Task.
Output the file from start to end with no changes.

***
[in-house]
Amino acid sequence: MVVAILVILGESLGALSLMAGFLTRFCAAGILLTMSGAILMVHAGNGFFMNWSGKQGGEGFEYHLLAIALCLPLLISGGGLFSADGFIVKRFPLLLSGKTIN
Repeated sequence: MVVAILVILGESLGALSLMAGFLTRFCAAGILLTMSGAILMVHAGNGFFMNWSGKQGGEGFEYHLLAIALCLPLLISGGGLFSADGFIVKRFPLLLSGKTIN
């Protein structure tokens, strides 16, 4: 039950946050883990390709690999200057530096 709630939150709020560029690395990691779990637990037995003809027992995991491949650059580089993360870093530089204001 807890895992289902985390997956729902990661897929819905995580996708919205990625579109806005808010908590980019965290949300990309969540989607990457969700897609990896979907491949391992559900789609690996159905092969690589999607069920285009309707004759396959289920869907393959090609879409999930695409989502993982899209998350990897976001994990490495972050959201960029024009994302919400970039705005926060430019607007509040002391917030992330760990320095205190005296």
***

[in-house]
Amino acid sequence: MVVAILVILGESLGALSLMAGFLTRFCAAGILLTMSGAILMVHAGNGFFMNWSGKQGGEGFEYHLLAIALCLPLLISGGGLFSADGFIVKRFPLLLSGKTIN
Repeated sequence: MVVAILVILGESLGALSLMAGFLTRFCAAGILLTMSGAILMVHAGNGFFMNWSGKQGGEGFEYHLLAIALCLPLLISGGGLFSADGFIVKRFPLLLSGKTIN
């Protein structure tokens, strides 16, 4: 039950946050883990390709690999200057530096 709630939150709020560029690395990691779990637990037995003809027992995991491949650059580089993360870093530089204001 807890895992289902985390997956729902990661897929819905995580996708919205990625579109806005808010908590980019965290949300990309969540989607990457969700897609990896979907491949391992559900789609690996159905092969690589999607069920285009309707004759396959289920869907393959090609879409999930695409989502993982899209998350990897976001994990490495972050959201960029024009994302919400970039705005926060430019607007509040002391917030992330760990320095205190005296």